Physiotherapy for Elderly - How it helps

Posted by Shermaine Goh on

We would like to thank K.H Poon Physiotherapy and their team for taking time out of their schedule to do this interview. 

  1. Could you give a short introduction about yourself and your role as a physiotherapist?
I am working as an allied health professional (AHP) - a full-time physiotherapist at K.H. Poon Physiotherapy, a private healthcare service provider offering physiotherapy for people with musculoskeletal and neurological disabilities.
My role as a physiotherapist involves improving the health and quality of life of the clients under my care. This is achieved through assessing and identifying my clients’ presenting complaints and using clinical reasoning and knowledge of health-improving solutions to address and remedy their physical disabilities. I also co-manage patients under the care of general practitioners and surgeons, as well as other physiotherapist colleagues.
  1. Do you receive many elderly clients? What are the common problems that seniors face?

Our clinic sees a significant number of older patients who are above the ages of 60-70.
The most common issue that elderly people face is weakness; overall loss of strength in body, arms and legs. Weakness can come as a result of age-related changes, malnutrition, loss of mobility, and even social isolation. Weakness can contribute to many other secondary problems, such as an increased risk of falls, further loss of mobility due to increased effort needed to perform tasks, dependency, vulnerability, and low self-esteem.
  1. How does physiotherapy help the elderly?

Various physiotherapeutic approaches can be employed to help the elderly.
For those who recovering from injuries or surgery, physiotherapy can provide elderly with strategies and exercises focused on guided return to activity and exposure to gradually increasing levels of mobility in a safe manner.
Pre-emptively, a progressive tailored exercise that addresses the problem of weakness in an elderly person can improve strength and overall tolerance to activity. Physical activity and resistance training is a crucial way to maintain and improve physical strength by addressing muscle and mobility loss, thereby improving independence and self-reliance. Resistance training shows benefits such as increased muscle strength and power, reduced disability and fatigue, and a decreased likelihood of admission into a hospital or nursing home. Improved strength can also decrease fall risk, an issue faced by elderly everywhere. Teaching fall recovery can also provide elderly with strategies on how to safely recover from a fall.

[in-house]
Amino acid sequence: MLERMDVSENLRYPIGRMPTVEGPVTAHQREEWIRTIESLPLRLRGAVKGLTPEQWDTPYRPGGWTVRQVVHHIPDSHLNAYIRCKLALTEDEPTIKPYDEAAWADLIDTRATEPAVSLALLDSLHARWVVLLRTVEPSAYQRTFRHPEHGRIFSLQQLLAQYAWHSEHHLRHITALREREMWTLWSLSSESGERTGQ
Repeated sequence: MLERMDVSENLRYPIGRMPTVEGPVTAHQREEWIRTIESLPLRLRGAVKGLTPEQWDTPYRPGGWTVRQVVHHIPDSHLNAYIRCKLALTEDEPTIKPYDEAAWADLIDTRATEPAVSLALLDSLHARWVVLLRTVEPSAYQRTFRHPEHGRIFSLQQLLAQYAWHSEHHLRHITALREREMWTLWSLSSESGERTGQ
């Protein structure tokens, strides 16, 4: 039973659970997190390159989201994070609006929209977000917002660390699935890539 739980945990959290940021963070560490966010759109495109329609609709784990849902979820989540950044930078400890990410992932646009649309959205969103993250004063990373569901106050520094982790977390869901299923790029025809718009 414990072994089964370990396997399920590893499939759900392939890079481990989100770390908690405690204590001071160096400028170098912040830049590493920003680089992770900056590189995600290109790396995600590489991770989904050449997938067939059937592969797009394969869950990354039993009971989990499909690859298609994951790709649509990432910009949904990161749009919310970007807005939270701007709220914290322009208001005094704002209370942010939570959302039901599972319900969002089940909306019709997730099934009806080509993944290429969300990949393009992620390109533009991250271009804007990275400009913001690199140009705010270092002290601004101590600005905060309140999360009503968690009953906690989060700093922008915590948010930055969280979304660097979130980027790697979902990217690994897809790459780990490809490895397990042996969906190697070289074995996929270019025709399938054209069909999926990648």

1. What are some common causes for loss of mobility among seniors?
Loss of mobility can be due to structural reasons but also lifestyle factors.
One such structural factor is sarcopenia, which is an age-related, involuntary loss of muscle mass and strength. Sarcopenia is one of the most important causes of weakness, functional decline and loss of independence in the elderly. Another would be injuries or pain due to physical conditions such as osteoarthritis. If an accident, pain, or physical injuries occur to the extent of hospitalisation or forced limited mobility (e.g. having to stay off an injured leg), it has been found that on average, healthy older adults can lose up to 11-15% of leg strength and 12% of aerobic capacity (stamina) after bed rest for 10 days.
However, there are certain environmental or lifestyle situations where an elderly person may find themselves in a position of losing mobility. For instance, living a sedentary lifestyle or being dependent on others for help, or being socially isolated can reduce motivation to remain active and independent, or wholly deprive an older person of reasons to do so. On the other hand, having an outlook of enjoying family time, travelling, or engaging in activities with groups of friends can promote mobility and a social life. An individual's attitude or mindset of approaching one's golden years is extremely significant, and can affect all the above factors. The choice to do nothing is a decision that can have a bigger impact than most people realise.
Read part 2 of our interview with K.H Poon Physiotherapy where we cover managing mobility in seniors with exercises!

Share this post



← Older Post Newer Post →


Leave a comment

Please note, comments must be approved before they are published.